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Steal my ID, steal my fingers - the public gets nervous




Steal my ID, steal my fingers - the public gets nervous
Steal my ID, steal my fingers - the public gets nervous



http://www.theregister.co.uk/2006/10/18/biometric_fingerchop_fears/ 

By Mark Ballard
18th October 2006

The public fears losing their fingers to ruthless biometric ID thieves 
in the fingerprint-controlled future, apparently. Or at least, so says 
Frost & Sullivan analyst Sapna Capoor, who argued unconvincingly that "A 
dead finger is no good to a thief."

If you have a fingerprint scanner protecting your family jewels, your 
data might be safe, but what about your fingers?

So, it's all getting out of hand? Then on the other... there are 
recorded instances of people having their fingers chopped off, and the 
biometric industry takes the issue seriously.

For example, there were the Malaysian crooks who nabbed a man's fingers 
in order to operate the biometric security on the S-class Mercedes they 
stole from him.

Nevertheless, biometric firms are doing what they can to detect whether 
a fingerprint being scanned is alive or not, said Jean Francois 
Mainguet, chief scientist of fingerchip biometrics at Atmel-France, and 
inventor of the sweeping technique for direct silicon fingerprint 
scanning (he was awarded his patent on 9/11, as it happens).

Speaking at Biometrics 2006 in London, Mainguet said it wasn't yet 
possible to detect "liveliness", and even when it was, this would 
guarantee security no more than a regular biometric.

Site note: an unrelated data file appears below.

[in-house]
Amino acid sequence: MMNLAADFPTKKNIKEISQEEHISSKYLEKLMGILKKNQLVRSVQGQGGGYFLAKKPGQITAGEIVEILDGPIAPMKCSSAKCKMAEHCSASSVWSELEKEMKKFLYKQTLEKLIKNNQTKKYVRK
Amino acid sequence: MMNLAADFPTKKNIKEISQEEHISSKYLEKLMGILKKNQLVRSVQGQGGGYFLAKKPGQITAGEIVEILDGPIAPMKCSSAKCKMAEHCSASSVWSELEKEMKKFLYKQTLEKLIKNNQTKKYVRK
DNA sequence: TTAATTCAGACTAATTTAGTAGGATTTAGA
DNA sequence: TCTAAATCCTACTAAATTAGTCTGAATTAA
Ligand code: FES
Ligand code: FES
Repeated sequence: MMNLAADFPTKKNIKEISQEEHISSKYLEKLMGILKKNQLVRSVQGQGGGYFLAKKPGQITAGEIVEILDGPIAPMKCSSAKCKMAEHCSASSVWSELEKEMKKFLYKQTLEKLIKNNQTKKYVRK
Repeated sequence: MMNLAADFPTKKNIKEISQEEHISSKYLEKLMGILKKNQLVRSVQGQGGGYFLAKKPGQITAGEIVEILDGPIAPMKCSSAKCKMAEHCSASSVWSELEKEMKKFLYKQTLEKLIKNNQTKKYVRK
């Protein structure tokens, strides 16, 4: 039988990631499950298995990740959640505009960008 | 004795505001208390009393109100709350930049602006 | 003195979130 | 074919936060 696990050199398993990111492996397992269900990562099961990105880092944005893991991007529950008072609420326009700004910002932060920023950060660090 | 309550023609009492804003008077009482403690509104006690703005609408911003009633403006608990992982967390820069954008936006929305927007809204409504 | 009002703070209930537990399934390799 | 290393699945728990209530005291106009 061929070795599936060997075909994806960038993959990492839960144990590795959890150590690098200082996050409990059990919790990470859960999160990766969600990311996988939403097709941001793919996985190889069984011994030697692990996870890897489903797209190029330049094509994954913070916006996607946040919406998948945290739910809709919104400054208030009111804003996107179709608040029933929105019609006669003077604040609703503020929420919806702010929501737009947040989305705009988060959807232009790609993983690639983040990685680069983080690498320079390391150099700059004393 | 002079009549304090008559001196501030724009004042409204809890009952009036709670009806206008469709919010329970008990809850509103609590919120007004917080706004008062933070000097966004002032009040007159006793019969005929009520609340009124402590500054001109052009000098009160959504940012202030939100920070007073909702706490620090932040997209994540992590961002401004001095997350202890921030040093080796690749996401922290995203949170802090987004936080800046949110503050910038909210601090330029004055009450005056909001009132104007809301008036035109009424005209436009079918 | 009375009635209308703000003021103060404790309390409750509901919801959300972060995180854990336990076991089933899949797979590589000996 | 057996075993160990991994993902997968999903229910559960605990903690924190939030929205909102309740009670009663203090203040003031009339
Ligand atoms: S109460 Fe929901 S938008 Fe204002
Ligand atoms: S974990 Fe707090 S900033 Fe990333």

"Absolute security doesn't exist," he said. If you could detect 
liveliness, you wouldn't be able to tell if someone was accessing some 
system or authorising some payment under duress or not.

Security causes an escalation of causes and reactions just like the arms 
race. Want to cheat the banking system? Forge an ID. Fingerprint scanner 
making it tricky? Chop someone's finger off. Live fingerprint scanner? 
Hold someone's family at gun point.

The techniques being explored for live scanners include inducing 
involuntary responses via an electric charge to cause a spasm in skin 
pressed against the glass. Or there's the use of light fluctuations to 
induce involuntary responses from the user of an iris scanner.

They can all be faked, said Mainguet. The electrical response, for 
example is as easy as making a frog's leg twitch if you have chopped 
carefully.

There is a solution, he said, which is to use a variety of biometrics to 
identify someone. Biometrics? You just can't get enough of them. At some 
shows, anyway.


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